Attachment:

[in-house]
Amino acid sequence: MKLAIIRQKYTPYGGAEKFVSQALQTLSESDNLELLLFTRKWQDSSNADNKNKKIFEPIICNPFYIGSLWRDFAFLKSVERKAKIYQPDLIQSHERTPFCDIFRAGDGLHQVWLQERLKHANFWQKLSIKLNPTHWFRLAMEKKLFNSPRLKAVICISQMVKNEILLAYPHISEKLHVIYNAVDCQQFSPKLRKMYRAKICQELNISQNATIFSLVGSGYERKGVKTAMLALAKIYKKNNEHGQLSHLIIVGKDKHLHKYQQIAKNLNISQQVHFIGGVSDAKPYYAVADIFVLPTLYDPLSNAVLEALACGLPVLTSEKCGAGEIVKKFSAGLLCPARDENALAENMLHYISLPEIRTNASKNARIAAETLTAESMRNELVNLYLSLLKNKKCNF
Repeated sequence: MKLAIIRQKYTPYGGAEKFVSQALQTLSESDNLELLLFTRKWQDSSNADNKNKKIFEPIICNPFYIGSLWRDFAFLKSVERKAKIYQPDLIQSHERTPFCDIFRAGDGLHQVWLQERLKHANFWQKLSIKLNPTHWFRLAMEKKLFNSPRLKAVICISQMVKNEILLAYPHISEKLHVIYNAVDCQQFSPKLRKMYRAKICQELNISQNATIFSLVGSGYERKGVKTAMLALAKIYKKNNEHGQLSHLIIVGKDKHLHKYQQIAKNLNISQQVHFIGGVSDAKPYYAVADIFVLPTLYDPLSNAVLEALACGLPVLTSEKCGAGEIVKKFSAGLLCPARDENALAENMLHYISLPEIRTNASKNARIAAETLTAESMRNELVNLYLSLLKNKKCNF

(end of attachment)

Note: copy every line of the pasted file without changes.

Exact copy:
[in-house]
Amino acid sequence: MKLAIIRQKYTPYGGAEKFVSQALQTLSESDNLELLLFTRKWQDSSNADNKNKKIFEPIICNPFYIGSLWRDFAFLKSVERKAKIYQPDLIQSHERTPFCDIFRAGDGLHQVWLQERLKHANFWQKLSIKLNPTHWFRLAMEKKLFNSPRLKAVICISQMVKNEILLAYPHISEKLHVIYNAVDCQQFSPKLRKMYRAKICQELNISQNATIFSLVGSGYERKGVKTAMLALAKIYKKNNEHGQLSHLIIVGKDKHLHKYQQIAKNLNISQQVHFIGGVSDAKPYYAVADIFVLPTLYDPLSNAVLEALACGLPVLTSEKCGAGEIVKKFSAGLLCPARDENALAENMLHYISLPEIRTNASKNARIAAETLTAESMRNELVNLYLSLLKNKKCNF
Repeated sequence: MKLAIIRQKYTPYGGAEKFVSQALQTLSESDNLELLLFTRKWQDSSNADNKNKKIFEPIICNPFYIGSLWRDFAFLKSVERKAKIYQPDLIQSHERTPFCDIFRAGDGLHQVWLQERLKHANFWQKLSIKLNPTHWFRLAMEKKLFNSPRLKAVICISQMVKNEILLAYPHISEKLHVIYNAVDCQQFSPKLRKMYRAKICQELNISQNATIFSLVGSGYERKGVKTAMLALAKIYKKNNEHGQLSHLIIVGKDKHLHKYQQIAKNLNISQQVHFIGGVSDAKPYYAVADIFVLPTLYDPLSNAVLEALACGLPVLTSEKCGAGEIVKKFSAGLLCPARDENALAENMLHYISLPEIRTNASKNARIAAETLTAESMRNELVNLYLSLLKNKKCNF